Format:Kindle Edition
America--or any nation--celebrates moments and events in its history that show that nation in a good light. Noting those moments is important, but so is noting that there is not a single story within any nation. Not everyone celebrates those same moments. Some people have a different view of those moments.

Take, for example, the celebration of United States Bicentennial. In the opening pages of his If I Ever Get Out of Here, Eric Gansworth's protagonist looks down the street at his elementary school. He imagines teachers getting ready to celebrate the U.S. Bicentennial, and notes that the teachers would be puzzled that the celebrations would not be a priority on the reservation.

Knowing that Gansworth pokes at that celebration might turn you off. You might think that his book is an anti-American screed.

Rest easy. It isn't. It also isn't one of those 'eat your veggies' kind of books...

It is, however, a rare but honest look at culture and how people with vastly different upbringings and identities can clash. And dance. And laugh. Gansworth informs readers about cultural difference, but he doesn't beat anyone up as he does it.

Within children's literature, there's a metaphor about how literature can be a mirror or a window. For some readers, the novel is a mirror of the reader's own life. For another reader, the novel is a window by which the first reader can peer in and see what someone else's life is like. Gansworth's debut novel is more than a mirror or a window.

Reading If I Ever Get Out of Here, I sometimes felt it was a mirror. As a Native kid meeting non-Native kids from really different communities than my own, I identified with the things Lewis went through.
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3 of 3 people found the following review helpful
5.0 out of 5 stars Excellent read- a book that invokes memories! September 8, 2013
By Bill W
Format:Hardcover|Verified Purchase
I heard an interview with the author on Indian Nation Radio and was intrigued enough to buy this book. I'm very glad I did. As a kid of mixed native descent and one who grew up in the 70's, this book spoke volumes to me. It took me back to places, both good and bad, that I lived and reminded me of things I had long forgotten about. This is supposedly is a book written for young adults or teens, but I think it is a book that can be enjoyed by everyone- whether you have any native bloodline or not. Even if you were just a kid who enjoyed the rock of the day, this walk down memory lane will surely have you smiling.
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2 of 2 people found the following review helpful
5.0 out of 5 stars Touching and Insightful January 22, 2014
If I Ever Get Out of Here is everything a coming-of-age story is supposed to be - heartbreakingly realistic, funny, touching, inspiring and unforgettable. Readers will love Lewis. He is smart, witty, socially awkward, ambitious, and desperately lonely. Lewis is an outsider. He loves his life on the Tuscarora Indian Reservation, but his love of learning and the Beatles is seen as weird by most of his peers. The reservation school convinced his mother to send him to the white school in town so he could be in the accelerated academic program, but at the white school he is bullied, ostracized and subjected to the prejudice and racism of his classmates, teachers and the administrators. When a new kid arrives, Lewis decides to make friends before the newcomer's opinion of him is poisoned by his classmates. George and Lewis quickly become best friends. Brought together by their love of the Beatles and Queen, Lewis and George quickly realize they come from very different families and cultures. It is fun to watch Lewis try to learn the odd customs of the super straight laced, buttoned-up air force family of George, and equally fun to watch George try clumsily to get himself included in Lewis' life on the reservation. Both families become better and stronger because of the friendship between George and Lewis.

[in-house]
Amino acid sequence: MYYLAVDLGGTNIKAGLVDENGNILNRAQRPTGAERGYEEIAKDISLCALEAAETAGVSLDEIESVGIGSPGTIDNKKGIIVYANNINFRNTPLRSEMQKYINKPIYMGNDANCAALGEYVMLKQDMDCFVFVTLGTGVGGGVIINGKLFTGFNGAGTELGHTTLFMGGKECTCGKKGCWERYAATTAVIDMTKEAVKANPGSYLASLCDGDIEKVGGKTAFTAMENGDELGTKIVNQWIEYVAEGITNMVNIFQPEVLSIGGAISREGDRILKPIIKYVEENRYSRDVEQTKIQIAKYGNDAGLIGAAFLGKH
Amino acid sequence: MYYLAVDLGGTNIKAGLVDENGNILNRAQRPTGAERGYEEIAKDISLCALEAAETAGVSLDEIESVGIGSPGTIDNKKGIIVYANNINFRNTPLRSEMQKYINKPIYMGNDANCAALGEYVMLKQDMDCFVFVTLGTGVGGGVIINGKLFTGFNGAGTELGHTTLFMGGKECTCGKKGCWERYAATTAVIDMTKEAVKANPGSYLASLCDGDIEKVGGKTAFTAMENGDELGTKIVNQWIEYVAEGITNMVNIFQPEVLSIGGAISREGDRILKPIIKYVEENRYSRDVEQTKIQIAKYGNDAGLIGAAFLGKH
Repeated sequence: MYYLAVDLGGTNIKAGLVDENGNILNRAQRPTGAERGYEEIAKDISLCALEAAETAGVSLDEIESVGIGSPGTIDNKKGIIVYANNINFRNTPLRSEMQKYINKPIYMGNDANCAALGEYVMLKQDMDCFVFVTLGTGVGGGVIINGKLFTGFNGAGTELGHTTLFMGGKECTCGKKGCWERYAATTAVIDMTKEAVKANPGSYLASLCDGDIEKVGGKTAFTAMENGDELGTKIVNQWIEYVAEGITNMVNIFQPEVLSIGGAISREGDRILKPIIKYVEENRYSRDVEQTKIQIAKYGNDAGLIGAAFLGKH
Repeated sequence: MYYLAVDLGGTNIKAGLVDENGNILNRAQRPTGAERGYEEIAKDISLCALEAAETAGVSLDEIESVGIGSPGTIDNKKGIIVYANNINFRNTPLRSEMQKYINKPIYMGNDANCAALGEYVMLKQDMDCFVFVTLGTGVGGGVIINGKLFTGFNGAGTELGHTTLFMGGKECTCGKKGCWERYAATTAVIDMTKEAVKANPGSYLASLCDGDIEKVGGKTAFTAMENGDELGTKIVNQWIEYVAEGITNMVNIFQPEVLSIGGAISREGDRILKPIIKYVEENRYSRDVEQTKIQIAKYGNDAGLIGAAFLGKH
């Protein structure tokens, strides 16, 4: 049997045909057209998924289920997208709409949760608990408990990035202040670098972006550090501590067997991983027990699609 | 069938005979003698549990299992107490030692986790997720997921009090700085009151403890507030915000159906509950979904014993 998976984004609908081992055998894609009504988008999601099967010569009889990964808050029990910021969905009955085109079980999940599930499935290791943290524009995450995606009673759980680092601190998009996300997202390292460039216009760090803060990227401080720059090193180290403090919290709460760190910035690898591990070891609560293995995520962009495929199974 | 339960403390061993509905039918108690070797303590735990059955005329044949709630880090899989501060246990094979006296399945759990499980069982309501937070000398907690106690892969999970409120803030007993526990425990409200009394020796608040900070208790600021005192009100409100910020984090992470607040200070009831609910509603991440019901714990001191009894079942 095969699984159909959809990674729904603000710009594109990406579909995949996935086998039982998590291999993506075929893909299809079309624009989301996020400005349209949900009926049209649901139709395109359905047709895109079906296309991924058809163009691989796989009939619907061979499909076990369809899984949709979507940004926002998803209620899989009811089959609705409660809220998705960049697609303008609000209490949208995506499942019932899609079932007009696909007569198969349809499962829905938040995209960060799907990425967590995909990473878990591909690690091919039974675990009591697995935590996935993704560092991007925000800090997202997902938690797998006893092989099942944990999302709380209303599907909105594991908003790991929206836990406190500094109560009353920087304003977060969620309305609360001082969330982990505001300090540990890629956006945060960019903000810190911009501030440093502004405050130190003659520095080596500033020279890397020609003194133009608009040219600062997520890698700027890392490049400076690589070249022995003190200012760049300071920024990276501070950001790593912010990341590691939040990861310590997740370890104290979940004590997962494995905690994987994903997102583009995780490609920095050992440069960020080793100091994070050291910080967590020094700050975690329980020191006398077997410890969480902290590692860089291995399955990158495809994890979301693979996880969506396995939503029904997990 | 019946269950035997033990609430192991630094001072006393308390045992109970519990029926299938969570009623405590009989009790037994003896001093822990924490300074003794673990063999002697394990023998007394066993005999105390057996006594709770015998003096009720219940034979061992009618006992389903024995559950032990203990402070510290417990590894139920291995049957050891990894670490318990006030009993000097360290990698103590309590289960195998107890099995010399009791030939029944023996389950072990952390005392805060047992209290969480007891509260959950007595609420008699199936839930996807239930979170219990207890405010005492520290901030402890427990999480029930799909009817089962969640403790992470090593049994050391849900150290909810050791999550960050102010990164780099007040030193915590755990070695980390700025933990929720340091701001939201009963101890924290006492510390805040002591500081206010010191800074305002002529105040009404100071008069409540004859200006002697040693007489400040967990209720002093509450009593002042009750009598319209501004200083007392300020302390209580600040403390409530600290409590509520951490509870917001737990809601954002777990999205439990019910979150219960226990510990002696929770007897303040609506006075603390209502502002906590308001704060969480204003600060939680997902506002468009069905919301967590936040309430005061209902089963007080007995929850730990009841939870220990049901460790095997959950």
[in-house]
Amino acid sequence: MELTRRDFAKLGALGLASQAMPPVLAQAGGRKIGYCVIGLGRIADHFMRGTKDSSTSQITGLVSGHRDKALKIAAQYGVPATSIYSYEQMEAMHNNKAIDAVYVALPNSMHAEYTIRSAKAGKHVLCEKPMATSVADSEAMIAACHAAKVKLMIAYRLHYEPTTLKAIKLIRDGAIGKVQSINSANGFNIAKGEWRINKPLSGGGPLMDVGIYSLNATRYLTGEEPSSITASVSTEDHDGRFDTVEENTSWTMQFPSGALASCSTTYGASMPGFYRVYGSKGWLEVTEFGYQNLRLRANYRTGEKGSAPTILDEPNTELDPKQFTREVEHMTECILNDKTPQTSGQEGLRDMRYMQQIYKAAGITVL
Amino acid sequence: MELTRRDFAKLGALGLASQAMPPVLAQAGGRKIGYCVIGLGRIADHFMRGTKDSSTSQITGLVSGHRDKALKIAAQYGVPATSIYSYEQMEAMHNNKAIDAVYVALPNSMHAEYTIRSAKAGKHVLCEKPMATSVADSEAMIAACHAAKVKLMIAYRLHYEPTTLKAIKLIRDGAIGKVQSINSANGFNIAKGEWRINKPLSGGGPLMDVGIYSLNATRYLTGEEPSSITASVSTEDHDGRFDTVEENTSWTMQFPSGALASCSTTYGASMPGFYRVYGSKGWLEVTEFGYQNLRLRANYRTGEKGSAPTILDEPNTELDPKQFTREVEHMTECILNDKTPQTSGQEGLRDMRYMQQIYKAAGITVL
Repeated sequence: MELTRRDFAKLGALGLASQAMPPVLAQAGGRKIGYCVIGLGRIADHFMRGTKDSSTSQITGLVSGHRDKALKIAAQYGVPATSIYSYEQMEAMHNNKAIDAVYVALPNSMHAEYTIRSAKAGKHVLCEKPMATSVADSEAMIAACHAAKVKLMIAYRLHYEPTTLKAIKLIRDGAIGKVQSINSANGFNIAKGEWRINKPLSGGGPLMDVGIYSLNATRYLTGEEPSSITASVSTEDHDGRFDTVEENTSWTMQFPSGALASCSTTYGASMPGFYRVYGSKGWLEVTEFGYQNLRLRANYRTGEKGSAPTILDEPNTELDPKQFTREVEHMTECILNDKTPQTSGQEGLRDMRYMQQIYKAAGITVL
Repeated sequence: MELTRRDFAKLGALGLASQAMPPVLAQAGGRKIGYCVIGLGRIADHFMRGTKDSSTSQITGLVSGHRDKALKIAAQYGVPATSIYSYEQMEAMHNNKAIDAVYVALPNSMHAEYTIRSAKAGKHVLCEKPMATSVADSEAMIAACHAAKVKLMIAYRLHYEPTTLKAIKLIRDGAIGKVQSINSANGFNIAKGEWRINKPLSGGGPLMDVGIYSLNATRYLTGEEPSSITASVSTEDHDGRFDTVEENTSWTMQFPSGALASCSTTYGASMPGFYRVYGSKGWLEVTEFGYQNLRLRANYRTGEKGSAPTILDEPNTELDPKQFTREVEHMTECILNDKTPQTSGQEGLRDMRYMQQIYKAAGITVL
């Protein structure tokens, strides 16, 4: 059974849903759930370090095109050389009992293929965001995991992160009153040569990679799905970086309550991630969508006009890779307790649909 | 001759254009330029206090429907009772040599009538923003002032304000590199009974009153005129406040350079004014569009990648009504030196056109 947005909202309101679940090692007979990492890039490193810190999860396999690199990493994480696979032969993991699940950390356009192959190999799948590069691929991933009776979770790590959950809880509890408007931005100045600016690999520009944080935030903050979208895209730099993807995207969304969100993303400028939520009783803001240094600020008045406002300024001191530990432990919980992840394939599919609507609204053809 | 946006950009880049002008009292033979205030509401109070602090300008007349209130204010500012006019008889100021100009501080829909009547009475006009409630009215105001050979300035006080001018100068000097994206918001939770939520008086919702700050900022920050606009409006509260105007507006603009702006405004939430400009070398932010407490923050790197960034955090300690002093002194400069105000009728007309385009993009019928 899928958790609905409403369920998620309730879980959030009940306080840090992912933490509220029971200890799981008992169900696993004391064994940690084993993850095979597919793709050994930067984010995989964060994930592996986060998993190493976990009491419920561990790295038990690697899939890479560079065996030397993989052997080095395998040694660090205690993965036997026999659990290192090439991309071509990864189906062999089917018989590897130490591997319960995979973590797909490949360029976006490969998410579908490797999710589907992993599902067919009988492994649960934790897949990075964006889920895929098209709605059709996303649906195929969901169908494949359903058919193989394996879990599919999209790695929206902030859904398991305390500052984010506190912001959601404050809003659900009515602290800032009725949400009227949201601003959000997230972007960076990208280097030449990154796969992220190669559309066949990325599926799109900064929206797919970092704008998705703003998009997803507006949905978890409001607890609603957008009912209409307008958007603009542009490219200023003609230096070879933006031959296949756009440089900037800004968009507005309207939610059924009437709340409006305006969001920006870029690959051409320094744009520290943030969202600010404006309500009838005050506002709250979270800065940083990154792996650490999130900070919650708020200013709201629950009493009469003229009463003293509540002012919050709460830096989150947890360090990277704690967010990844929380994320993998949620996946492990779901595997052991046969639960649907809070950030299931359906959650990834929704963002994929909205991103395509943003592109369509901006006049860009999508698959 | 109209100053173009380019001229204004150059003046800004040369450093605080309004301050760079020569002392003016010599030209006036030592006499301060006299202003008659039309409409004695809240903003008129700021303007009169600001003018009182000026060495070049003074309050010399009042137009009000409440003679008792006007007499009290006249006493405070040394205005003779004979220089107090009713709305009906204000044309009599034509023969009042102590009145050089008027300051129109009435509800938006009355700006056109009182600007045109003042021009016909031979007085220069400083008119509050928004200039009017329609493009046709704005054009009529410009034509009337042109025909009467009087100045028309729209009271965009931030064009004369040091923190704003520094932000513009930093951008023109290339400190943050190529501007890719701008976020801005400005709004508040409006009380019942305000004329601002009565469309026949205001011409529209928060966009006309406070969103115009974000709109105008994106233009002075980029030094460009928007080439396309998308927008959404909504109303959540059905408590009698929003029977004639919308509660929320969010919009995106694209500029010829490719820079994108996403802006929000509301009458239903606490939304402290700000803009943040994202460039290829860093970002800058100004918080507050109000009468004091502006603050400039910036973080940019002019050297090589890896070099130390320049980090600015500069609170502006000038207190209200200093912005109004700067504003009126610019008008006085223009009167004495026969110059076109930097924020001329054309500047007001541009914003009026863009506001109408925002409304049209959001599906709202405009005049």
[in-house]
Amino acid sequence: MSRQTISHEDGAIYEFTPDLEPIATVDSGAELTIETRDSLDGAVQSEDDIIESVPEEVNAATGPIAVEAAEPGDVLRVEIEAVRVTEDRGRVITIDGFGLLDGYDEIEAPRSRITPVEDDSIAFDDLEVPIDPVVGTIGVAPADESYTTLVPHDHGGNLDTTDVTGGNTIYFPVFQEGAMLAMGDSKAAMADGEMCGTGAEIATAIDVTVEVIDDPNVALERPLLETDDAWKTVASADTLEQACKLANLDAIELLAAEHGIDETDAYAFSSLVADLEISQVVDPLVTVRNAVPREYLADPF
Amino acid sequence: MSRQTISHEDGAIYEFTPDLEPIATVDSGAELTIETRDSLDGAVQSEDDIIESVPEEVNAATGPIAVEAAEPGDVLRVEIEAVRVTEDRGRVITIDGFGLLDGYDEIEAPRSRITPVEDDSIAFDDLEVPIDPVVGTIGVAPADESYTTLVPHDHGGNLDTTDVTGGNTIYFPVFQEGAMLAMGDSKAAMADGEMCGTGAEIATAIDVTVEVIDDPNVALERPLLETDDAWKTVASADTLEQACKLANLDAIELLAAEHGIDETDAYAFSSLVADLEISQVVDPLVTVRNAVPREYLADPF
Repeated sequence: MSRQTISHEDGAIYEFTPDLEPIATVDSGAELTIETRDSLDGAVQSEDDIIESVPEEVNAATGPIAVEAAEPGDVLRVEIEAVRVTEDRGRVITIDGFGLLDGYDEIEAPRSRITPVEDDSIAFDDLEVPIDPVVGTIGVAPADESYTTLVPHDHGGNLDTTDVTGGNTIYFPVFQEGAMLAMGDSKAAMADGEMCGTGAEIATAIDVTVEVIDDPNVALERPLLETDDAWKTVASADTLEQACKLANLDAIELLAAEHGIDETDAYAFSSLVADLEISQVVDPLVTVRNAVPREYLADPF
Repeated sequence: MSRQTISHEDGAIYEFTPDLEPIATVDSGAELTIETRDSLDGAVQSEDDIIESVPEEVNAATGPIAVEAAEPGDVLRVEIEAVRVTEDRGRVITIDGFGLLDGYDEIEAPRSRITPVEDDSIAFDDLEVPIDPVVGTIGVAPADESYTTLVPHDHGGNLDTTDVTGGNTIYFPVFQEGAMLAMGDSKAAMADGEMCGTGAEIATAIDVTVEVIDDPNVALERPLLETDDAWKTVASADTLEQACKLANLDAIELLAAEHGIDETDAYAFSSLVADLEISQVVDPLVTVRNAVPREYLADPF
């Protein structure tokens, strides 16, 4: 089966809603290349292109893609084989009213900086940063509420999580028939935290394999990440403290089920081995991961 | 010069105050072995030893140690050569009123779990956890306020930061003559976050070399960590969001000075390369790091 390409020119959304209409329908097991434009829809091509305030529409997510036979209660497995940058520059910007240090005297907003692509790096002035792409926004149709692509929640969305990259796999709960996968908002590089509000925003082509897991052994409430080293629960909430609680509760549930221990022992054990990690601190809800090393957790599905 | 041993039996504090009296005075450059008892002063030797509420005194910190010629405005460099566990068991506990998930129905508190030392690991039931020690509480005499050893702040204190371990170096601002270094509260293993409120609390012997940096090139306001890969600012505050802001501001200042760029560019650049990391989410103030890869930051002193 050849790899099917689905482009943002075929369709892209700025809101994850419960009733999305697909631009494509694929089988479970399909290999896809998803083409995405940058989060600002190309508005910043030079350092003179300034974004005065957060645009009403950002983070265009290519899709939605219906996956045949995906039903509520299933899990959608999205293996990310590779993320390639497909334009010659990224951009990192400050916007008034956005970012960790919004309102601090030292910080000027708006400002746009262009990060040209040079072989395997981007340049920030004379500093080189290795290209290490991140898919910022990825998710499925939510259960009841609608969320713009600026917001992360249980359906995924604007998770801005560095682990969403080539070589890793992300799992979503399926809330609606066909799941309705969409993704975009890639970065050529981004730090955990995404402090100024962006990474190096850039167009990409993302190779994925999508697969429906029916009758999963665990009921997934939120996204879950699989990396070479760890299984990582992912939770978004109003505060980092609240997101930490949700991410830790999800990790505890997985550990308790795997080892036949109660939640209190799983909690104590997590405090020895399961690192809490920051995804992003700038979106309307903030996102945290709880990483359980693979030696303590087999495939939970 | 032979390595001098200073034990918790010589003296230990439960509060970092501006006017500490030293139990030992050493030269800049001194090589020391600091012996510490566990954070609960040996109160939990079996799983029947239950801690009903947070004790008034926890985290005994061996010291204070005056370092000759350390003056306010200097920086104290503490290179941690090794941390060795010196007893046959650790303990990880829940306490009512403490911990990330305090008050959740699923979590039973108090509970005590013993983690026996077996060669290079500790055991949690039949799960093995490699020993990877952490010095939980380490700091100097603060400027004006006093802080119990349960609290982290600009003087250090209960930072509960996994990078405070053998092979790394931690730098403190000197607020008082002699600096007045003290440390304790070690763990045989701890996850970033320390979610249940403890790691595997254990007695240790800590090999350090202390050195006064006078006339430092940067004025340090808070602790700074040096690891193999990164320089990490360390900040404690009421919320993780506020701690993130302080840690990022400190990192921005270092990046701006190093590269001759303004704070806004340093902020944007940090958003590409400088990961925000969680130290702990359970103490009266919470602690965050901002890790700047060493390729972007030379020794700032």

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Most Recent Customer Reviews
5.0 out of 5 stars Great read
I'm usually skeptical reading certain books for a class. However, our class being comprised of music, biology, math,history, and physical education majors, we were able to have... Read more
Published 13 days ago by GreenTrombone
5.0 out of 5 stars This is a great story. I admit to knowing nothing about life ...
This is a great story. I admit to knowing nothing about life on a Reservation, and this was eye-opening. I was really interested through the whole story. Read more
Published 1 month ago by Nikki
5.0 out of 5 stars Heartwarming coming of age tale
While I'm not a Native American like Lewis, the middle school narrator at the center of the story, I could relate to him as an outcast. Read more
Published 1 month ago by Michele Heine
4.0 out of 5 stars Cultural Diversity
I recommend this book to all ages. An important lesson in understanding where each other has come from; where each one of has been raised, the family we are born into and the... Read more
Published 2 months ago by Gail A. Maddox
5.0 out of 5 stars Highly recommend this book for its exploration of bullying, identity...
The image of a head wanting release is held together through the power of music on the cover of Eric Gansworth's first young adult novel. Read more
Published 2 months ago by Jamieson Haverkampf
5.0 out of 5 stars Shows incredible insight into reservation life and race relations...
It is 1975, and Lewis desperately wants to fit in with his 7th grade classmates. Tracked into the smart classes of his junior high, he is separated from his reservation friends and... Read more
Published 4 months ago by SunshineRose
5.0 out of 5 stars Authentic, compelling YA novel
A seemingly authentic depiction of the life of a teen on an Indian reservation in the 70's, this well written novel explores the stigma and challenges Native teens face in schools... Read more
Published 7 months ago by Dr. W. C. kasten
5.0 out of 5 stars This book gives one cause to look at both a ...
This book gives one cause to look at both a historical and contemporary perspective of people who don't fit in, especially because of forces outside of their control.
Published 7 months ago by Elaine
4.0 out of 5 stars Heartfelt, Bittersweet and Realistic
A very good read, realistic in it's peek at Rez life. I found it sometimes funny sometimes sweet, sometimes heartbreaking and more often then not I found it bittersweet. Read more
Published 7 months ago by YodaWay
4.0 out of 5 stars Great read dealing with bullying and being different
4.5 stars
There was so much to take out of this book and I think the most powerful statement I walked away with, was to be proud of who you are, stand tall because no matter... Read more
Published 8 months ago by Live Outside